Pence calls on AP to apologize over wife's publicized email

Pence calls on AP to apologize over wife's publicized email
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Vice President Pence on Saturday called on the Associated Press to apologize for publishing his wife's private email address in a story earlier this week.

"When we requested they take it down, they refused. The @AP owes my wife an apology," Pence tweeted, sharing a letter addressed to the AP.

In the letter, the vice president’s counsel Mark Paoletta wrote to express "grave concerns about the Associated Press recklessly and irresponsibly publishing the private e-mail address of Mrs. Karen Pence."


Paoletta maintained that the AP should be "ashamed" for publishing Karen Pence's email address.

“The publication of Mrs. Pence's active private email address to millions of your readers has subjected her to vitriolic and malicious emails and raised serious security concerns. There was absolutely no reason to publish this private email address and you should be ashamed of your reprehensible contact,” he wrote in the letter.

The AP published Karen Pence's email address on Friday in a story saying that her husband "repeatedly stonewalled media requests to view public records when he was Indiana's governor, including emails about state business distributed from a private AOL account that was hacked last year."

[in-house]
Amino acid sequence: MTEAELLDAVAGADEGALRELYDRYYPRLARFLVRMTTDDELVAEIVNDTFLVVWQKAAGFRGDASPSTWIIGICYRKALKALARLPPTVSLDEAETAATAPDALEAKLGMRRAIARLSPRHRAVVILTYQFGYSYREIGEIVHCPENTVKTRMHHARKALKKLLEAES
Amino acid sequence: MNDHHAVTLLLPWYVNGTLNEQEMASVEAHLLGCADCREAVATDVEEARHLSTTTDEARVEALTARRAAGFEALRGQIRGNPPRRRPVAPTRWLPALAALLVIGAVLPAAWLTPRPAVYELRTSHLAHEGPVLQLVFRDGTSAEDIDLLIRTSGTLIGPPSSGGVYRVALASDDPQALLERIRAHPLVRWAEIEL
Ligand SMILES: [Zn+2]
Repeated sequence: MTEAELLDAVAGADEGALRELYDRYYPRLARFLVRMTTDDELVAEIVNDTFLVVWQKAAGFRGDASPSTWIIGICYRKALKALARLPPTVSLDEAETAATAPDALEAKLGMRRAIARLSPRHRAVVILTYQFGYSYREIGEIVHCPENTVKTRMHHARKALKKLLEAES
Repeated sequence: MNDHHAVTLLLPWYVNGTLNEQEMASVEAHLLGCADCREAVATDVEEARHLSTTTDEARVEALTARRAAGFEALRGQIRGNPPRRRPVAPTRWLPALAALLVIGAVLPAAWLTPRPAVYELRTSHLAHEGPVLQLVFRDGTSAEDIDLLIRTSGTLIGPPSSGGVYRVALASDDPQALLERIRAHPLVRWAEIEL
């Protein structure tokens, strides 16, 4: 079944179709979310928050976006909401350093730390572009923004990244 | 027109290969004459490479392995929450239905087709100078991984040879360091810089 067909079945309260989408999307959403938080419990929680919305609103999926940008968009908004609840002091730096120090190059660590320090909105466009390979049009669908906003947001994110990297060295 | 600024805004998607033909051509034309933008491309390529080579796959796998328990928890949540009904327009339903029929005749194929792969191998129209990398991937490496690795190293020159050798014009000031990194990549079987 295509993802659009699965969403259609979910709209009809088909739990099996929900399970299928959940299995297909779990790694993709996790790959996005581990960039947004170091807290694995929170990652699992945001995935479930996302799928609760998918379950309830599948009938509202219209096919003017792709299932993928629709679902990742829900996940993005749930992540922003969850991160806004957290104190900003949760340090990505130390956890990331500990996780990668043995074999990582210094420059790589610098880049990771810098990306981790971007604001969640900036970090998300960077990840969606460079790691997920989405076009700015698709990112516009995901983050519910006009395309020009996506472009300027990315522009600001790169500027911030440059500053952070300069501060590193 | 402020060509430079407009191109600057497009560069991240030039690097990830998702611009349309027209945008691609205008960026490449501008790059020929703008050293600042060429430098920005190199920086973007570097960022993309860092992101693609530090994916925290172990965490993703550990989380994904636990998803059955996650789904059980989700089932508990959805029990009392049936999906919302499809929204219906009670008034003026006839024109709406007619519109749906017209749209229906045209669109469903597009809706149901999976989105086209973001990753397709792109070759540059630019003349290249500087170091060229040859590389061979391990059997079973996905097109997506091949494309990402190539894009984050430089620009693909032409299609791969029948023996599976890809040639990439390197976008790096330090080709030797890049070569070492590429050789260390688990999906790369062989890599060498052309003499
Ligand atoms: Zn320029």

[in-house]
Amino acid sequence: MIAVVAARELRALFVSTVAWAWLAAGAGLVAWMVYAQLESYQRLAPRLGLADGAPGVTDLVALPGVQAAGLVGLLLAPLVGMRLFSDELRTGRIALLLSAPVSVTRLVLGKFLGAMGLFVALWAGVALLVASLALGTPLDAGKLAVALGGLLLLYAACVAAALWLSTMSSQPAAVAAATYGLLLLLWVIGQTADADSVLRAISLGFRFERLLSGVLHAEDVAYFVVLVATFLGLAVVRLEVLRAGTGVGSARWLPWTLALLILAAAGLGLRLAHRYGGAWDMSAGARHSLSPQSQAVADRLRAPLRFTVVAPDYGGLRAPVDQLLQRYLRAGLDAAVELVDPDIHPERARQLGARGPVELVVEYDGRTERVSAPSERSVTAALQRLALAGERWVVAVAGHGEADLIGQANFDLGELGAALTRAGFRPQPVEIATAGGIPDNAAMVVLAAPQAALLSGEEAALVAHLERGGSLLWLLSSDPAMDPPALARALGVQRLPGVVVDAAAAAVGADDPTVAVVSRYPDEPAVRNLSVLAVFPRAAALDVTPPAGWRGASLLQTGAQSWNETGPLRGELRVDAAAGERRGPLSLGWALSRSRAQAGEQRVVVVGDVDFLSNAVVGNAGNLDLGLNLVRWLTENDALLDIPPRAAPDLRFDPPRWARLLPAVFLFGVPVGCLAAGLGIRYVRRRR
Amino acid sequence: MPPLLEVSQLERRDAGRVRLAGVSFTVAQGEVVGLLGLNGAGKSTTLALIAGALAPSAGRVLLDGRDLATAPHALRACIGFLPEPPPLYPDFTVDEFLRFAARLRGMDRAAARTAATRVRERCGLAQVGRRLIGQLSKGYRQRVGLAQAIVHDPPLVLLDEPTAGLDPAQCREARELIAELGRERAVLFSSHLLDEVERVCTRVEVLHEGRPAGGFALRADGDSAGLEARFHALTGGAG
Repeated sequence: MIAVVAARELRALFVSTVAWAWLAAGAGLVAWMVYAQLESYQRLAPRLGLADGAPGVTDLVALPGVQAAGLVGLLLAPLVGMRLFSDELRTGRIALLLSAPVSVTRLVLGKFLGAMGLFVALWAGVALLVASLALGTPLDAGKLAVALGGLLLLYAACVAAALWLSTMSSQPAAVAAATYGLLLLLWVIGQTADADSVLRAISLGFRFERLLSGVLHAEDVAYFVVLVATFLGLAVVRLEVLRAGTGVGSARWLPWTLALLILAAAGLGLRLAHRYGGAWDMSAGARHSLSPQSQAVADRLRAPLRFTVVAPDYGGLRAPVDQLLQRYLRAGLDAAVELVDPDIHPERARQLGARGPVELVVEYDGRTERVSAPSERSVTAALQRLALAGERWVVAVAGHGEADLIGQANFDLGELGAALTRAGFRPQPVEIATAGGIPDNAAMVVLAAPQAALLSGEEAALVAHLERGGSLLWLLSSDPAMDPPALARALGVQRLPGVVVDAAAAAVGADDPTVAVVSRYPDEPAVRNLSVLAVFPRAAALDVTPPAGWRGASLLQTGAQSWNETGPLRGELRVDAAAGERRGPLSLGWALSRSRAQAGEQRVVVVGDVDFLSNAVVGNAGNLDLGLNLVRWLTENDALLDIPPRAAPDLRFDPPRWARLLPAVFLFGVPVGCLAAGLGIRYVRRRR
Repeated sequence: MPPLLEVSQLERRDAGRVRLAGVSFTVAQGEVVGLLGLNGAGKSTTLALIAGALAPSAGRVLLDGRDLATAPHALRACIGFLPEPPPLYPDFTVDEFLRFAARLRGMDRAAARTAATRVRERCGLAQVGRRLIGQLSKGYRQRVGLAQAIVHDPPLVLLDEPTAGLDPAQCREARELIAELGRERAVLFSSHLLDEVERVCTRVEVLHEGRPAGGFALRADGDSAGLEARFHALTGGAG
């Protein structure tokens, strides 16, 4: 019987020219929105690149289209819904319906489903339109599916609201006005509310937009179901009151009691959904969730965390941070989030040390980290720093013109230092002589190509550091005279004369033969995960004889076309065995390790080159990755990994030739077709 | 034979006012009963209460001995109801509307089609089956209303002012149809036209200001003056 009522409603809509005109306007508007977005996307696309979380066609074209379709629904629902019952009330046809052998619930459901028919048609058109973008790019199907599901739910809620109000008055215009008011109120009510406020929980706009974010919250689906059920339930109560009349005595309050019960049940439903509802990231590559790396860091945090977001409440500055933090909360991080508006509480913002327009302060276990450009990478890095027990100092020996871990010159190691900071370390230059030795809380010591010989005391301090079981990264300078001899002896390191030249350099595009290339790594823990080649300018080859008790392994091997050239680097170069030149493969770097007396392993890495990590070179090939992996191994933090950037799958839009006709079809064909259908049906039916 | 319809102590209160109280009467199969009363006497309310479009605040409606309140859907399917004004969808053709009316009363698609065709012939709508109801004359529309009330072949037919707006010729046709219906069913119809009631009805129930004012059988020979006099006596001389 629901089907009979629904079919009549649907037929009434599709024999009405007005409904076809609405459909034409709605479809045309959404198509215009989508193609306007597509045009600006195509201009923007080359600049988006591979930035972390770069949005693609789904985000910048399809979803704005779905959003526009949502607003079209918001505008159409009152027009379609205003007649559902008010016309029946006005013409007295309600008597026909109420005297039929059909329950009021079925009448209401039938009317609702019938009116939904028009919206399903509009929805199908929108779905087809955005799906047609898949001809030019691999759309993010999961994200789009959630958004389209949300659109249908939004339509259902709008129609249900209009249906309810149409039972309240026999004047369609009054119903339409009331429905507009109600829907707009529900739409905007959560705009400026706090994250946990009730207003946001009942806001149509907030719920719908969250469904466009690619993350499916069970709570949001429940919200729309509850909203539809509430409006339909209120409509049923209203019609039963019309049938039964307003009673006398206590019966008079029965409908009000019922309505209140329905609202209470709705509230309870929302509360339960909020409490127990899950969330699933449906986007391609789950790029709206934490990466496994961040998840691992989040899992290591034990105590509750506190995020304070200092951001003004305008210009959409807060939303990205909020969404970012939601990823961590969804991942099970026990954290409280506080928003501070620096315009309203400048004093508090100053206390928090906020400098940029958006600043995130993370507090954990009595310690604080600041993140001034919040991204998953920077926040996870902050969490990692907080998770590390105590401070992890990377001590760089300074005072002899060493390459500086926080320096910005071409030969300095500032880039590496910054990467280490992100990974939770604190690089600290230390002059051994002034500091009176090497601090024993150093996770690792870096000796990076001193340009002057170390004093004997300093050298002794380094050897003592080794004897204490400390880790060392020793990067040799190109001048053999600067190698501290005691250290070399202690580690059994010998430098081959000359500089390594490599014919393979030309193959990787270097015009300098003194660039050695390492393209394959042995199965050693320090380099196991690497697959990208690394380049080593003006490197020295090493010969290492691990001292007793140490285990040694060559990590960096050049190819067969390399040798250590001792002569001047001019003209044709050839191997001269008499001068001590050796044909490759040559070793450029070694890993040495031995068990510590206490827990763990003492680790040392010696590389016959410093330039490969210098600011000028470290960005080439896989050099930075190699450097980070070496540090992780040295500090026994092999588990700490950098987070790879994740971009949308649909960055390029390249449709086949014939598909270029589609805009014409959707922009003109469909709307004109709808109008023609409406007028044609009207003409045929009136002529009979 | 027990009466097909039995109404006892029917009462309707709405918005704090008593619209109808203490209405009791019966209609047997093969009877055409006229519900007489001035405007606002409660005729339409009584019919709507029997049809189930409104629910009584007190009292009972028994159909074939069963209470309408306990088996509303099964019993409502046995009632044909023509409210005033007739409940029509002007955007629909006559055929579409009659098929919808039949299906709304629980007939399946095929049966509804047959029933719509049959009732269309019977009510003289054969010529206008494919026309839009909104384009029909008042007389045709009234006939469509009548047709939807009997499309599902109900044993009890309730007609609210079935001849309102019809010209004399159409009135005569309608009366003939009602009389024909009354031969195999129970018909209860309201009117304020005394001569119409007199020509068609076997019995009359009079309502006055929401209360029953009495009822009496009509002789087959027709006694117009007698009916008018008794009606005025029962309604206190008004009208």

The article listed both Mike PenceMichael (Mike) Richard PenceDallas megachurch that hosted Pence approved for millions in coronavirus aid White House chief of staff dismisses need for federal mandate on masks Congress gears up for battle over expiring unemployment benefits MORE and Karen Pence's email addresses, saying they were used to conduct official business dating back to 2013.

According to Paoletta, the news wire refused to "retract the story, issue a correction, or even redact the email from the story" when contacted by a Pence spokesman.

“Your organization should apologize to Mrs. Pence for violating her privacy, and the Associated Press should observe the basic tenets of fairness, decency and journalistic integrity and covering the Vice President, Mrs. Pence and their family in the future,” he added.

AP spokeswoman Lauren Easton told The Hill that the "AP removed the email address from subsequent stories after learning Mrs. Pence still used the account."

"The AP stands by its story, which addresses important transparency issues," she added.